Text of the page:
Chapter 12 A note on reading other people’s code

You may want follow this workshop because you want to understand what your collaborators or students are doing, and they happen to use R. Great!

Here is the bad news: There are many ways to the top of the mountain, and also in R there are many ways to achieve the same result. Say you want an average of a variable in your dataset, then below are some ways in which to do that:

df <- data.frame(scores = c(1, 2, 3, 4, 5, 6))
mean(df[, "scores"])
with(df, mean(scores))
df %>% pull(scores) %>% mean
df %>% summarise(mean = mean(scores))

Of course there are even more ways to do things when the programmers creates her own functions and workflows. This means that it isn’t particularly easy to read other’s code. This also holds for future you, who will be the most likely person reading and reviewing the code.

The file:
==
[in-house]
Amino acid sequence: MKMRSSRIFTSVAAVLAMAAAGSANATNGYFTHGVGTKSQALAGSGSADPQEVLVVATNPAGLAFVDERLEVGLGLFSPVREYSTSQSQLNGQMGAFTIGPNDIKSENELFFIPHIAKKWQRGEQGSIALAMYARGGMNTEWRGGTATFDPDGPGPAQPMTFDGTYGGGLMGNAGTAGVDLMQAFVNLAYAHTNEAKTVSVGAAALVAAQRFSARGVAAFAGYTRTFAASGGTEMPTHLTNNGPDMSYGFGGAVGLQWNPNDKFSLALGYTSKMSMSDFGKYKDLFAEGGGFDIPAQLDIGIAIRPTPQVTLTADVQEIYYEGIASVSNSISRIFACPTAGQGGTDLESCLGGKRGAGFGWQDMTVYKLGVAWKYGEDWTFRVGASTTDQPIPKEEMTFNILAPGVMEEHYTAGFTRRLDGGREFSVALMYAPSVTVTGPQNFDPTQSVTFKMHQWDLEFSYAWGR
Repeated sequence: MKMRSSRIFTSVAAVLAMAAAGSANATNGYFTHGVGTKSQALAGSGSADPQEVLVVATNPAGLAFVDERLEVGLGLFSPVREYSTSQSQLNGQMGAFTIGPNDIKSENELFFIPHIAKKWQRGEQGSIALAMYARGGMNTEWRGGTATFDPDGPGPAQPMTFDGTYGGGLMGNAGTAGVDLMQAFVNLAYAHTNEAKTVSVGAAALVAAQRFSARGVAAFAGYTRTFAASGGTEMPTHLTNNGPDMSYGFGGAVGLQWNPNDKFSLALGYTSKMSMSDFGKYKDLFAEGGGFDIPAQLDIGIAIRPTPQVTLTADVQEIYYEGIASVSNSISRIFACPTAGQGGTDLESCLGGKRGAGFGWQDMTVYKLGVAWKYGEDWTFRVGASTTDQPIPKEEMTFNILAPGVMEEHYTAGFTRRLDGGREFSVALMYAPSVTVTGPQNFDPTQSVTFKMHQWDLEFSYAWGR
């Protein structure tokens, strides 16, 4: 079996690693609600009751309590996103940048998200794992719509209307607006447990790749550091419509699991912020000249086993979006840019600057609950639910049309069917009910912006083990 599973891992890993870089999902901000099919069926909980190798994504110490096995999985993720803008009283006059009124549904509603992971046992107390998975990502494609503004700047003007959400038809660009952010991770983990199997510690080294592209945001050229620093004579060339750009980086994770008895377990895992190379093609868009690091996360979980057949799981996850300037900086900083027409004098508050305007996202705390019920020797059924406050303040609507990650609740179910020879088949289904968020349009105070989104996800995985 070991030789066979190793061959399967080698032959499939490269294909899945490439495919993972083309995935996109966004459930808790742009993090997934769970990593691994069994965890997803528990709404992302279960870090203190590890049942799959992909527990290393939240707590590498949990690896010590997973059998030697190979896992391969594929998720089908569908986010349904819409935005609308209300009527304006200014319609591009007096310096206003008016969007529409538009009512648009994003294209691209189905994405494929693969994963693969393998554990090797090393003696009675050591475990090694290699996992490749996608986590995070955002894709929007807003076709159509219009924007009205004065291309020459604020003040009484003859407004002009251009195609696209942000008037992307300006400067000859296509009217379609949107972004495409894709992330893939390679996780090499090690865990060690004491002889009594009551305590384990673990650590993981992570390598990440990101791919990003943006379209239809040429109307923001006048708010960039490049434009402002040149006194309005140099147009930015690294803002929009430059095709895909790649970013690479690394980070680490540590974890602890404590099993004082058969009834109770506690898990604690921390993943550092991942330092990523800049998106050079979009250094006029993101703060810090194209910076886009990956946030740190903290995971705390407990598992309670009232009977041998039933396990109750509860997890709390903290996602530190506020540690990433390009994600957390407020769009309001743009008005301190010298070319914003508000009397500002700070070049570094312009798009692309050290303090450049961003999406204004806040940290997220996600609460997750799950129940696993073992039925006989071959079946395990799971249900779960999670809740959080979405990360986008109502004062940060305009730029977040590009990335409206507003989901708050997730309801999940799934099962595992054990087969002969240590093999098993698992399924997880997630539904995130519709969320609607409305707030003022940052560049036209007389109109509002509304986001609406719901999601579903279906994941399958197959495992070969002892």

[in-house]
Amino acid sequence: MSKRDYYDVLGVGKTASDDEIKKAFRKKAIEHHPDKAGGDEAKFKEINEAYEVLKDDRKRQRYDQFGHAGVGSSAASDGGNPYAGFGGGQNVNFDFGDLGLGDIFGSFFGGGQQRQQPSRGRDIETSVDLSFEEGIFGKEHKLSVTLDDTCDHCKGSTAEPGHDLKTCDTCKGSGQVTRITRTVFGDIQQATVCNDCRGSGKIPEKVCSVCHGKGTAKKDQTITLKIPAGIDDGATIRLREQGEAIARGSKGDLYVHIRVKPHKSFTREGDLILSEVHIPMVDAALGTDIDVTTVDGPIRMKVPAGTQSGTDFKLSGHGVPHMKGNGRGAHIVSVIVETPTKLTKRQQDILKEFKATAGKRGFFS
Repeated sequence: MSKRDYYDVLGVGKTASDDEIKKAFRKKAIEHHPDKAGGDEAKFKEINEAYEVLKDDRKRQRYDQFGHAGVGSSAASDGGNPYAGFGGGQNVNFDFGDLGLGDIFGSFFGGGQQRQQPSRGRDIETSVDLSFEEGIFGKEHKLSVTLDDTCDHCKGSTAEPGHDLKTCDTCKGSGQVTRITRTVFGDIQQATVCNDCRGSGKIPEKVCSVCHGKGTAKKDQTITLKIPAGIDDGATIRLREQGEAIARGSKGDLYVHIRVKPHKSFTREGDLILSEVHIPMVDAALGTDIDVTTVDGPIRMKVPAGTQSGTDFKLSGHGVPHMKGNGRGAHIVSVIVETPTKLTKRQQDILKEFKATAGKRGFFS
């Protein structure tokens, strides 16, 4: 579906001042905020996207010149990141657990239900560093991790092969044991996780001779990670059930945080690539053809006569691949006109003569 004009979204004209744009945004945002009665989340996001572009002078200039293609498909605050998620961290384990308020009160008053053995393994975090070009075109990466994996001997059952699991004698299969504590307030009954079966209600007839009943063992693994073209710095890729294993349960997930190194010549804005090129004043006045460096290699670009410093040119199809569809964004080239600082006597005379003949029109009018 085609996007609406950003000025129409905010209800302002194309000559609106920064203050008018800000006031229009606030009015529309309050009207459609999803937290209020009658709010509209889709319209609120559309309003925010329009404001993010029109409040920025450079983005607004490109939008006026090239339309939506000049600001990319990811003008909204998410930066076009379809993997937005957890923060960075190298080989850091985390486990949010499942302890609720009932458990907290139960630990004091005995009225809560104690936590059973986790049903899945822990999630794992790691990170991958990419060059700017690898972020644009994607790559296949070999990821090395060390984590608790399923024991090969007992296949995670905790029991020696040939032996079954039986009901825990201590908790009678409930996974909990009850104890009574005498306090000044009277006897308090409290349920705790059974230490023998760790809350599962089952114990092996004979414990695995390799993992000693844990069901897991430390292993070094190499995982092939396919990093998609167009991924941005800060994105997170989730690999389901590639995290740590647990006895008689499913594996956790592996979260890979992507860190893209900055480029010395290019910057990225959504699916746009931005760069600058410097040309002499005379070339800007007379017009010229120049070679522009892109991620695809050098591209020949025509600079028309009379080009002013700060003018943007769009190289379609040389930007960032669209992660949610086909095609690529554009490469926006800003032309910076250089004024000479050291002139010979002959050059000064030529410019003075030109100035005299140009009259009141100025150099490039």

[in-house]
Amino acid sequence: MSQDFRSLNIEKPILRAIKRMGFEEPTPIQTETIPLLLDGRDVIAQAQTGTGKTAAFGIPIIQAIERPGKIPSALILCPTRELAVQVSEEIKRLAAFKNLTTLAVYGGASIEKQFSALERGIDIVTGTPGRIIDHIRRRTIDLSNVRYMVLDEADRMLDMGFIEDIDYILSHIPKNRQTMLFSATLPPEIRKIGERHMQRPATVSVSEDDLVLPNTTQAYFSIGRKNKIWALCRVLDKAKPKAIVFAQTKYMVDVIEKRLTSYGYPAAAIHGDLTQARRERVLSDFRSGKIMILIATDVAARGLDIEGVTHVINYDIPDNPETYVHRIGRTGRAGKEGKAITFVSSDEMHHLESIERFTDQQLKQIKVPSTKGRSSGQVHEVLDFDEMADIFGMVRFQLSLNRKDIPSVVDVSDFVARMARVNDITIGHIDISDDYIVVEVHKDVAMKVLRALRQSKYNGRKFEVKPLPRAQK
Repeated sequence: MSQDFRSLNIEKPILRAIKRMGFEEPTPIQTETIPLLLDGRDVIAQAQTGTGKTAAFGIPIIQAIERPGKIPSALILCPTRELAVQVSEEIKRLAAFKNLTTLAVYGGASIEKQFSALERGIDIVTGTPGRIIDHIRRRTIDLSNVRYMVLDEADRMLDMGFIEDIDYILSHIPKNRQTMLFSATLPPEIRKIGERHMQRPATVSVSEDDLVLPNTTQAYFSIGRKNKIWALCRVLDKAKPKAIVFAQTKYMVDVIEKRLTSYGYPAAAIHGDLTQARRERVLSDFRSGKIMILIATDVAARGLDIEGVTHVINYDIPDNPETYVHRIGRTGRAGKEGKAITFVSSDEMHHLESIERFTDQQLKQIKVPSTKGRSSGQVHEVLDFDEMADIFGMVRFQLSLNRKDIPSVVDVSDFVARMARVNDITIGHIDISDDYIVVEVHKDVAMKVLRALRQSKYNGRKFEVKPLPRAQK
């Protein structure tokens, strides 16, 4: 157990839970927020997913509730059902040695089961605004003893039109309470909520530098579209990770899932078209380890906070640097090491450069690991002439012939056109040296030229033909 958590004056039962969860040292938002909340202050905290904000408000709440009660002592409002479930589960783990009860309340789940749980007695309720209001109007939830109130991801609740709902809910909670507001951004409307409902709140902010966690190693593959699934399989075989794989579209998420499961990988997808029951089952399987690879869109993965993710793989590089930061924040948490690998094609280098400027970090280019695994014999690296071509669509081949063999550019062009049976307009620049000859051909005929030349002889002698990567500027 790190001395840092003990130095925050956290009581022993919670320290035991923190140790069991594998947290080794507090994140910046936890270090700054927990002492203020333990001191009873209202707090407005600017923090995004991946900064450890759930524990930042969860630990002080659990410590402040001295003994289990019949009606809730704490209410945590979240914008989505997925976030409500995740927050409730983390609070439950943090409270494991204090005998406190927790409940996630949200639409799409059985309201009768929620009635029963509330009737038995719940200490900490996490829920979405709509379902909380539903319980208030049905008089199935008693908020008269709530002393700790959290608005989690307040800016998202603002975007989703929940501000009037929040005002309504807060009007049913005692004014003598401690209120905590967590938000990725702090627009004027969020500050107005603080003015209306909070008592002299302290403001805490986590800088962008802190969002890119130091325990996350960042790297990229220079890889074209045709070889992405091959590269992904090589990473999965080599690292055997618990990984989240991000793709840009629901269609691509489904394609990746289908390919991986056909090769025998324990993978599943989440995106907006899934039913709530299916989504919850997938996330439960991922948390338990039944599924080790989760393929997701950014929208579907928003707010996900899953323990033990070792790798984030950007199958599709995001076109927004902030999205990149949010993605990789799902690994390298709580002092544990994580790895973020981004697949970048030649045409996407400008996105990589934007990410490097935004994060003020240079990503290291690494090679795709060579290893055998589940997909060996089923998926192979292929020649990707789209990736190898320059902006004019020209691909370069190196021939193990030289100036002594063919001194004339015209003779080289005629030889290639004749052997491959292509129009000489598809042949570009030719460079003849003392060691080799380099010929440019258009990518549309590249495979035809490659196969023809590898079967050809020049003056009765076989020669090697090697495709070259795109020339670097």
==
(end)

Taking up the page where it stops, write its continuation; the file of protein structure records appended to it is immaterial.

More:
Here is why the bad news is not that bad:

  • maybe we can agree that it is very important to annotate code properly, for collaborators and future you. You can do that by commenting your code in R-scripts (with the “#”). Even better would be to do some form of literate programming, where you combine text with code. Not unlike this website! Rmarkdown or Quarto are great ways to do this.

  • at least knowing some R-code already means that an R-script you receive is not daunting any more.

  • a large part of collaborating is not necessarily understanding all code, but certainly being able to reproduce the output of the code.